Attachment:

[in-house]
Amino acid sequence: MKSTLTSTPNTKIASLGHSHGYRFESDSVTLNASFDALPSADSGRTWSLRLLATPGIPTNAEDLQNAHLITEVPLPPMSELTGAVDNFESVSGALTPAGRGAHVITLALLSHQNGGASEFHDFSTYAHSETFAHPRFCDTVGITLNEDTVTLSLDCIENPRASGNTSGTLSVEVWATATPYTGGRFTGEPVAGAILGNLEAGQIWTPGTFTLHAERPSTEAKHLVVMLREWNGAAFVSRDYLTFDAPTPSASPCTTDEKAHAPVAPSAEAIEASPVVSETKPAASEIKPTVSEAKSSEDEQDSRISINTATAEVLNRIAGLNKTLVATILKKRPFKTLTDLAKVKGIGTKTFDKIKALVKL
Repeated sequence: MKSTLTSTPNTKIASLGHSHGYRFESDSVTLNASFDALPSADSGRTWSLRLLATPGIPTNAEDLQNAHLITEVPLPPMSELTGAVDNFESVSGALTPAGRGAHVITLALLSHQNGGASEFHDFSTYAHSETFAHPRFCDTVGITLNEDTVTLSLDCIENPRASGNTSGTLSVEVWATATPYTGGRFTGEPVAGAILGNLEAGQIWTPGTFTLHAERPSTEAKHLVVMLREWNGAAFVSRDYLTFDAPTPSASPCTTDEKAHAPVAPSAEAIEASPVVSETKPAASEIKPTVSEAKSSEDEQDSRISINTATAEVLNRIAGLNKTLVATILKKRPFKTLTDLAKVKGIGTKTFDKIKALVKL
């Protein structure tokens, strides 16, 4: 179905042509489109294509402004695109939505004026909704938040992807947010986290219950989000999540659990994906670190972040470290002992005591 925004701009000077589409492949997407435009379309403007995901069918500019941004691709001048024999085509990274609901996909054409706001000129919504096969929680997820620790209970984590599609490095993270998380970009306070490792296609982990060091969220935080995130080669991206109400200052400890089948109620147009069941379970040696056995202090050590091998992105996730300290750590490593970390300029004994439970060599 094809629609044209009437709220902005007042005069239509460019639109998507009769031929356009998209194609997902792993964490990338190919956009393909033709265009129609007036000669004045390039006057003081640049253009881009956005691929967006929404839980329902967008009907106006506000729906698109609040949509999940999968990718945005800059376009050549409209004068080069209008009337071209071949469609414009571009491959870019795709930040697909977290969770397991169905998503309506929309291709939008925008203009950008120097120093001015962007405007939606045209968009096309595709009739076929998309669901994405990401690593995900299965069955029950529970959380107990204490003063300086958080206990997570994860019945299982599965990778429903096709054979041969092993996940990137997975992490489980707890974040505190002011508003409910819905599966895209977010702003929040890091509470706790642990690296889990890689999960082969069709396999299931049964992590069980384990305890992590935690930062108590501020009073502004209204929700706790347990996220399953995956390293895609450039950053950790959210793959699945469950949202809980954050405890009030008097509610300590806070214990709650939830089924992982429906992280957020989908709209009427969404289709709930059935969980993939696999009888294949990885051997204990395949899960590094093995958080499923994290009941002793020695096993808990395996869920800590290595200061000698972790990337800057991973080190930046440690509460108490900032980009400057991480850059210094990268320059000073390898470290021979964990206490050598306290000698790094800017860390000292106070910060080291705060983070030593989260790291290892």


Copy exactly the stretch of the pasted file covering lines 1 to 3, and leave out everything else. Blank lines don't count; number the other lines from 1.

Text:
[in-house]
Amino acid sequence: MKSTLTSTPNTKIASLGHSHGYRFESDSVTLNASFDALPSADSGRTWSLRLLATPGIPTNAEDLQNAHLITEVPLPPMSELTGAVDNFESVSGALTPAGRGAHVITLALLSHQNGGASEFHDFSTYAHSETFAHPRFCDTVGITLNEDTVTLSLDCIENPRASGNTSGTLSVEVWATATPYTGGRFTGEPVAGAILGNLEAGQIWTPGTFTLHAERPSTEAKHLVVMLREWNGAAFVSRDYLTFDAPTPSASPCTTDEKAHAPVAPSAEAIEASPVVSETKPAASEIKPTVSEAKSSEDEQDSRISINTATAEVLNRIAGLNKTLVATILKKRPFKTLTDLAKVKGIGTKTFDKIKALVKL
Repeated sequence: MKSTLTSTPNTKIASLGHSHGYRFESDSVTLNASFDALPSADSGRTWSLRLLATPGIPTNAEDLQNAHLITEVPLPPMSELTGAVDNFESVSGALTPAGRGAHVITLALLSHQNGGASEFHDFSTYAHSETFAHPRFCDTVGITLNEDTVTLSLDCIENPRASGNTSGTLSVEVWATATPYTGGRFTGEPVAGAILGNLEAGQIWTPGTFTLHAERPSTEAKHLVVMLREWNGAAFVSRDYLTFDAPTPSASPCTTDEKAHAPVAPSAEAIEASPVVSETKPAASEIKPTVSEAKSSEDEQDSRISINTATAEVLNRIAGLNKTLVATILKKRPFKTLTDLAKVKGIGTKTFDKIKALVKL